Wall Street has discovered the secret of alchemy yet again, and this time the name is Beyond Meat.
The “fake meat” company, whose annual sales were less than $100 million in 2018, has just skyrocketed to a $10 billion market valuation. That’s 50% more than the valuation of burger chain Wendy’s WEN, -0.36% and more than five times that of Shake Shack SHAK, +1.13% the last burger company that was somehow going to make everybody rich.
You can tell Beyond Meat BYND, -25.02% is a bubble stock because the average share in the company changes hands almost every single day. No, I’m not kidding. There are 11 million shares in circulation following last month’s IPO. Average daily volume? Just over 10 million. On Monday it was 25 million.
If that isn’t a sign of a bubble, what is?
Read: Beyond Meat has hit the ‘short-squeeze trifecta’ as borrow fees keep soaring
If someone wants to tell me what a great long-term investment this company is, they’ll have to explain first why the typical stockholder can’t hold on to the stock longer than 24 hours. “Long term,” my eye.
Beyond Meat, a company that makes “fake meat” veggie burgers, is just the latest, hottest ticket on the Street. It’s a stock for trading.
The price, after Monday’s surge, has risen nearly 600% from the IPO — from $25 to $168. And the action in the options market is nuts. Some options traders just quadrupled their money in a few days.
You can’t fight the tape — meaning stock market momentum — and there is too little of this stock around for bears to bet against it easily. So no wonder the price has been going higher.
But if we are to take the current stock price seriously, Wall Street is making absolutely amazing predictions about this company. Apparently it will be able to fight off competition from rivals (including Impossible Burger) indefinitely.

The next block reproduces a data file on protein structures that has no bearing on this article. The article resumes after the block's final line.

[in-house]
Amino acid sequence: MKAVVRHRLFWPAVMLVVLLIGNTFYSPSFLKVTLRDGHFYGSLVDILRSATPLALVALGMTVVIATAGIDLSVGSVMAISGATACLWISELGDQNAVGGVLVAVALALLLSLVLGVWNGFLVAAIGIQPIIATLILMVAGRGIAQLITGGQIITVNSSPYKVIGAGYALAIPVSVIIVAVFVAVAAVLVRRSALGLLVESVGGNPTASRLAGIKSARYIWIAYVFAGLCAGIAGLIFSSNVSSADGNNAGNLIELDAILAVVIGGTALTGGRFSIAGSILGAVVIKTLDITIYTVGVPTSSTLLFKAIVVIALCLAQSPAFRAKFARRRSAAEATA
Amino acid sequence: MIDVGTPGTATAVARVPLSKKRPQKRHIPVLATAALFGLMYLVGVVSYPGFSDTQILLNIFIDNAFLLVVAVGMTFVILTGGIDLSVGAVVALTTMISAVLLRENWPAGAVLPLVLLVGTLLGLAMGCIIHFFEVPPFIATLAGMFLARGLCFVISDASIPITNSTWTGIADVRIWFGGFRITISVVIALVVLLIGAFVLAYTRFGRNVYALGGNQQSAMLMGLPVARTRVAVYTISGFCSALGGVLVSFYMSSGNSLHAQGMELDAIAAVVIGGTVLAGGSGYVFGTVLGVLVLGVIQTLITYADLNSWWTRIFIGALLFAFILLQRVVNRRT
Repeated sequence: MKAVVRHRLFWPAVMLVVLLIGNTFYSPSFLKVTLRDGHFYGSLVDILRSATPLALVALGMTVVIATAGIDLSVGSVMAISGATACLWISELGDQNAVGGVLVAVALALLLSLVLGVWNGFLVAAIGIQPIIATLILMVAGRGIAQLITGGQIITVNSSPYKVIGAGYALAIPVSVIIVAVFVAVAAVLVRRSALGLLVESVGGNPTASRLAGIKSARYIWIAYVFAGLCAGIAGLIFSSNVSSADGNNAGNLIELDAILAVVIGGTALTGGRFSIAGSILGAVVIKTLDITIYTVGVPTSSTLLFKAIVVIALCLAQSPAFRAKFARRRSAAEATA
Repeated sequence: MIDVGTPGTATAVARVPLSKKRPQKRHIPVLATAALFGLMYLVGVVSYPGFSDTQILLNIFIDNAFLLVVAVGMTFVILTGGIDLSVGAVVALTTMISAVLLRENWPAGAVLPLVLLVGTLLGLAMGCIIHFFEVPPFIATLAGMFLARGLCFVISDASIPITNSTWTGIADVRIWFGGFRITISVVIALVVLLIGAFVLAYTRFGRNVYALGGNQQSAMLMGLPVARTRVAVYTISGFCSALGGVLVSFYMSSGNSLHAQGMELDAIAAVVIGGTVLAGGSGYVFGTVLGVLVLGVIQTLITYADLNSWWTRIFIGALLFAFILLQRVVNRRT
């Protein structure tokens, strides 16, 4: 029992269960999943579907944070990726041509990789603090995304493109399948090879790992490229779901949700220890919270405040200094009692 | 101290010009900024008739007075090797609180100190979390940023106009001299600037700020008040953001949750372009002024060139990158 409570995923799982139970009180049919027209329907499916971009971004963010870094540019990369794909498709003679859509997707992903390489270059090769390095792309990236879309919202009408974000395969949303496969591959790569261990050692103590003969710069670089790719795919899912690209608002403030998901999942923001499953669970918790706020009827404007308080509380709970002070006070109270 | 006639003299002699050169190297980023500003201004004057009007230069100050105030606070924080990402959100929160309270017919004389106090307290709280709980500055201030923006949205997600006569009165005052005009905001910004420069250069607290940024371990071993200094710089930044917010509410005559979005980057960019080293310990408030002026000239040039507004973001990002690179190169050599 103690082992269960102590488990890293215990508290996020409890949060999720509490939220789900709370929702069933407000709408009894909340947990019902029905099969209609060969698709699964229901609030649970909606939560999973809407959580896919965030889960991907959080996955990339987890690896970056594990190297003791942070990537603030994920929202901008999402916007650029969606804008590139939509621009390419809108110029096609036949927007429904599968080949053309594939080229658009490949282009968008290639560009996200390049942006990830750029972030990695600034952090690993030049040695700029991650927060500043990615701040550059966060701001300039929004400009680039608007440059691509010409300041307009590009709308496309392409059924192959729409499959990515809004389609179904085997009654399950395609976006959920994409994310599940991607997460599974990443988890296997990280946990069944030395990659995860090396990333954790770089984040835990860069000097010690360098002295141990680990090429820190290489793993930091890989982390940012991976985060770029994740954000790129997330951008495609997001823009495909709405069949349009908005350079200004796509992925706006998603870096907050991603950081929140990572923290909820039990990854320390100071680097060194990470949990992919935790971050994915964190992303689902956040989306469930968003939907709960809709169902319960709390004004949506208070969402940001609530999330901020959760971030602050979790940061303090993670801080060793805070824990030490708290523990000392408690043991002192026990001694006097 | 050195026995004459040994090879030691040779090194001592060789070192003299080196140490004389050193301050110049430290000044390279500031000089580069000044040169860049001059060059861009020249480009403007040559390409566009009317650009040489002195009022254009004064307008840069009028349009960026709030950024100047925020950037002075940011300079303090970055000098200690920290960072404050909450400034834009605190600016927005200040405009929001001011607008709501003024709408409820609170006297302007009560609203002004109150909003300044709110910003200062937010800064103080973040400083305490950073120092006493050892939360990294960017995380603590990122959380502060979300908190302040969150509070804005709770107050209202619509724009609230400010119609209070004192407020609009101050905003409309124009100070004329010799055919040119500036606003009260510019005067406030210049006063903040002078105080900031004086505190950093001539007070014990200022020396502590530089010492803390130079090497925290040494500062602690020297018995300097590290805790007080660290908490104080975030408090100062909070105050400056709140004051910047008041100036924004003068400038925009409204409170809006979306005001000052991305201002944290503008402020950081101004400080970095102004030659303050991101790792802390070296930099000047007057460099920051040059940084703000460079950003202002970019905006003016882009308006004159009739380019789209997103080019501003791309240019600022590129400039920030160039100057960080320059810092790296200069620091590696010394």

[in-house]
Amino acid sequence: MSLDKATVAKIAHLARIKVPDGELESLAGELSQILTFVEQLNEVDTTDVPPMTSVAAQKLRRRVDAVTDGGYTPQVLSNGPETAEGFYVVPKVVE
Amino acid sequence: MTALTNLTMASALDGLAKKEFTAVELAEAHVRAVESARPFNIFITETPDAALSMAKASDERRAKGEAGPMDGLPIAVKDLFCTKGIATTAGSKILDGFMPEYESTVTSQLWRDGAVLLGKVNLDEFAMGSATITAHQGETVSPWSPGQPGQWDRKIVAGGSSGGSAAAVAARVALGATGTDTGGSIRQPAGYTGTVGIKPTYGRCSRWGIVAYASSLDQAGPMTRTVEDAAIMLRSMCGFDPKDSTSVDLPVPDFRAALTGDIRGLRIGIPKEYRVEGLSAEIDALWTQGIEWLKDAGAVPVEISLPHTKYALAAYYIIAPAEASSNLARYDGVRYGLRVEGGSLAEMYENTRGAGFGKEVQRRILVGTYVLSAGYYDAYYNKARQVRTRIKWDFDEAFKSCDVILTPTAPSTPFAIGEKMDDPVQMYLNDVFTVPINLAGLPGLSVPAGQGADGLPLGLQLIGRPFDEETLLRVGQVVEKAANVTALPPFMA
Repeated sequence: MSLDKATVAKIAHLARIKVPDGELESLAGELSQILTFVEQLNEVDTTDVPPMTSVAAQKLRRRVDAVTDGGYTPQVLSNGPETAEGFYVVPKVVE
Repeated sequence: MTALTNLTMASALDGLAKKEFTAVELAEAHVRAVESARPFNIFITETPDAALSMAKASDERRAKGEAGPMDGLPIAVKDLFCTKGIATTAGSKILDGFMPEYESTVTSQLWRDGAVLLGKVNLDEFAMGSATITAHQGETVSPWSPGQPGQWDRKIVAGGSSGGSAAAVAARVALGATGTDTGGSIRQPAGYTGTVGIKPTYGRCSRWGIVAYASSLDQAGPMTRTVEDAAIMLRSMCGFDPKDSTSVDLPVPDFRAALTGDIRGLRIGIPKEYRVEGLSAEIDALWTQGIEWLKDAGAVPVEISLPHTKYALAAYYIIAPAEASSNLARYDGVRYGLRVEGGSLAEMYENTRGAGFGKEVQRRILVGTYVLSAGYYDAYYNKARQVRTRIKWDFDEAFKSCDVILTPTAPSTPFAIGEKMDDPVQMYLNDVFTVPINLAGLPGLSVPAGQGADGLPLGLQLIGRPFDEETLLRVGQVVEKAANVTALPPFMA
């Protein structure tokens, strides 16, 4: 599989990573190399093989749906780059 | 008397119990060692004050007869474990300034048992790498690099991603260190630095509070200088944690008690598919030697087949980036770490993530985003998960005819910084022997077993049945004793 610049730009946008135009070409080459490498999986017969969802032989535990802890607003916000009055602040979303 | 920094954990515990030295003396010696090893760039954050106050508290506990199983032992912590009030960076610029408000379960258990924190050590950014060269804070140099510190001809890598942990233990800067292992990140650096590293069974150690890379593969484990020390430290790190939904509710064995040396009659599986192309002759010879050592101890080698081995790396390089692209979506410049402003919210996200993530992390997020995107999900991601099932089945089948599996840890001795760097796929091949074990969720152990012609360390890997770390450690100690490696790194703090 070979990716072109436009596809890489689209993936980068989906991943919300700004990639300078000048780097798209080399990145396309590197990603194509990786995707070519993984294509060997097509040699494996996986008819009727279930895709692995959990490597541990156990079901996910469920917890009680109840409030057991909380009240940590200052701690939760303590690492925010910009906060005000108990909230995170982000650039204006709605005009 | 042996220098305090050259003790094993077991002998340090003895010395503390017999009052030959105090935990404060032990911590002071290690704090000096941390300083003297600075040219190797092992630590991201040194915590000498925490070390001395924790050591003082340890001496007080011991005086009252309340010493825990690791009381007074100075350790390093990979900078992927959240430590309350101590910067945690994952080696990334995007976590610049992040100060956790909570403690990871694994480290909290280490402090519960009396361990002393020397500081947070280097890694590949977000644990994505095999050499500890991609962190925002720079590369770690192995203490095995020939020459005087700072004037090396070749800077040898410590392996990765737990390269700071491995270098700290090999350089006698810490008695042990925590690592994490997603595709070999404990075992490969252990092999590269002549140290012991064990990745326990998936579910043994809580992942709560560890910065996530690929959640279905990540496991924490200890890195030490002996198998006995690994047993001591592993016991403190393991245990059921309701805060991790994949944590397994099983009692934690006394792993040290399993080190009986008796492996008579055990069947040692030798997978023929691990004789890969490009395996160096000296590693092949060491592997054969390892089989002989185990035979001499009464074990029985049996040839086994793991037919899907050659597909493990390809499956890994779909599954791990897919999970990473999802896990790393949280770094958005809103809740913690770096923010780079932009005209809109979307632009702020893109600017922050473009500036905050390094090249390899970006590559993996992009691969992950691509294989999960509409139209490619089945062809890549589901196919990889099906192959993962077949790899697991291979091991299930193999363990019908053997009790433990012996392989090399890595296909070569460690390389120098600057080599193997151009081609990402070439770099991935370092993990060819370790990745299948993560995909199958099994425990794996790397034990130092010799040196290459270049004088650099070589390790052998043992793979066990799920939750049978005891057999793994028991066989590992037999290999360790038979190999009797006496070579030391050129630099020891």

Apparently you and I can’t already walk into our local supermarkets and buy lots of different fake hamburgers and fake sausage products, many of them very good.
Apparently “fake meat” is a trend that will not — repeat: not — turn out to be yet another consumer fashion.
Apparently there are no giant companies in the hamburger business that can come up with better, cheaper products of their own and put these guys out of business. Massive hamburger companies with great, direct access to hundreds of millions of consumers? Nah, can’t think of any.
Apparently it really is a major corporate achievement that after many years of development, these guys have created a patty that tastes a bit like a regular meat patty … especially if you smother it in cheese, onions, pickles, lettuce, barbecue sauce and wrap a bun around it.
Apparently America doesn’t currently have 150,000 fully trained professional chefs able to develop their own vegetarian patties.
Apparently there isn’t a global glut in the kind of agricultural products you use to make these things.
I’ve been a vegetarian for years. If I never again hear another meat eater explain vegetarianism to me, it will be too soon. (Is #meatsplaining a thing yet?)
What the future holds
Oh, and what are we to make of this company’s $10 billion valuation?
Ignore Street skeptics who argue the price is too high in relation to current sales or earnings. This is a high-risk growth stock. You’re buying this for the future.
But the current valuation makes no sense whatsoever unless Beyond Meat can produce staggering growth rates for many years.
Let’s assume you’re at least hoping to double your money on Beyond Meat in five years (a modest 15% annual return, which isn’t much for a gamble). So you’re betting it will be valued at $20 billion by 2024.
That sort of valuation would need net income of at least $500 million a year, even by Wall Street’s generous treatment of “growth company” stocks. Based on Beyond Meat’s financials, it’s going to need at least $2.5 billion in annual sales by then to merit a $20 billion price tag.
We’re talking average sales growth of 75% a year for five years.
Apple’s AAPL, +1.16% sales growth in the five years after it launched the first iPod? Oh … 28% a year.
Yes, good luck with this.
Brett Arends is a MarketWatch columnist.